"I was as intimidated as you can be," said George Harris, CEO of RF Technologies and a 1979 graduate of the University of Maine.
"I was on their turf, in their facility and they were the customer.I was afraid they would chew me up and spit me out."
But two hours later, it was quite the opposite.
"I was more prepared than they were," said Harris
with a laugh.He
got the contract and ever since, has never questioned his
ability to go toe-to-toe with Ivy League engineers - a tribute, he
said, to the quality of his
education at Orono.
"In my career, I've worked with engineers from big-name universities, and I keep waiting for the big splash," he
said, ticking off names like Stanford, Yale, Duke, Vanderbilt and the University of Chicago
It hasn't come.
But last week, his
alma mater made a little splash of its own.A pioneer in the use of microwave technology, Harris
was inducted as a Distinguished Engineer into the Francis Crowe Society
, a professional association that recognizes exceptional accomplishments in the engineering field.He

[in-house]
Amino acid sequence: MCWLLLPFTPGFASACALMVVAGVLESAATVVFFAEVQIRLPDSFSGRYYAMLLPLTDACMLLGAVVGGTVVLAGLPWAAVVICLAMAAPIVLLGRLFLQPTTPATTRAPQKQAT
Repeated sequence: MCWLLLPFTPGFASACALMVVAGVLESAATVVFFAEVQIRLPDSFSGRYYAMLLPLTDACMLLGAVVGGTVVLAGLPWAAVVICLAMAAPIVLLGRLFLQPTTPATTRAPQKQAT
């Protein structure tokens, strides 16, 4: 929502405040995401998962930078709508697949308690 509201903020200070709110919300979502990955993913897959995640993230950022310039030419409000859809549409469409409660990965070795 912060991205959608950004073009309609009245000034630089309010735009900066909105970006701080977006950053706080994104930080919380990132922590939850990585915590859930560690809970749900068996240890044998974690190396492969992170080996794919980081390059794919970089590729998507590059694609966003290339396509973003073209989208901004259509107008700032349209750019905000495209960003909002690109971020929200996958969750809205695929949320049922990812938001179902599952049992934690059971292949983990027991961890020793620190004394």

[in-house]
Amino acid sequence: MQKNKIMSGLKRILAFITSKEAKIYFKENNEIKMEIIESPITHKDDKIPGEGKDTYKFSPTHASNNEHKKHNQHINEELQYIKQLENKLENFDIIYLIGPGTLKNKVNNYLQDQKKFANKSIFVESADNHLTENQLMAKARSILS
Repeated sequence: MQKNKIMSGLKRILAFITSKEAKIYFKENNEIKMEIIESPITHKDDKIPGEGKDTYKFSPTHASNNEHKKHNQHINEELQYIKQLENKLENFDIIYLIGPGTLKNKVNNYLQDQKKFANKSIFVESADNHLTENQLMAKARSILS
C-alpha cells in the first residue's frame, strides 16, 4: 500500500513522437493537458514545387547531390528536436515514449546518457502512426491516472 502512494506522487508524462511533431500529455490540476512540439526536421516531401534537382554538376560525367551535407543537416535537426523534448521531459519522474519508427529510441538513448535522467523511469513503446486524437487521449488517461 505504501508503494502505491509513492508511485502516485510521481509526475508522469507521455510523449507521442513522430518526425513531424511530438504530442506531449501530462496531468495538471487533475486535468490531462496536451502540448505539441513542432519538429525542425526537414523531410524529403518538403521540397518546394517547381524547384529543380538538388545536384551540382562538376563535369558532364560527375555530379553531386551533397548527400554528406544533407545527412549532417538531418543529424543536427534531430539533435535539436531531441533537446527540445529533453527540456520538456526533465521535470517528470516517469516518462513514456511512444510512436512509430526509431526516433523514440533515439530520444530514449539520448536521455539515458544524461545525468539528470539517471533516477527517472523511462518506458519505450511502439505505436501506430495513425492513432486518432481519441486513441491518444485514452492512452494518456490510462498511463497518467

was nominated by Dr. David Batusky, head of the physics department.
"It was very humbling," said Harris
of the honor."I had a lump the size of a baseball in my throat when they told me about it."
As part of the induction ceremony, Harris
addressed this year's engineering grads.He
advised them not be cowed by the reputations of higher-prestige schools, a lesson he
learned that day at MIT
and has been reinforced time and again.
"We bow before no one," he
told the grads.Since founding RF Technologies in 1991, Harris has led his company in the research and development of high-precision components for the broadcast, wood products and medical equipment industries.
Among their current projects is an electron beam accelerator to enhance imaging systems that diagnose cancer.
Three years ago, RFT joined Ferrite Corp.
, a New Hampshire-based company that brought business savvy and capital to the tech-oriented Lewiston operation.Since then, the company has grown at 40 percent a year and moved into a new facility on Gendron Drive, Harris
During the induction, he
received a plaque, a bronze medal on an orange ribbon and the right to be addressed as "Distinguished Engineer George M. Harris," an appellation he
doubts he'll ever use, but which makes him smile, nonetheless.
"It was just a lot of fun," he
said of the occasion.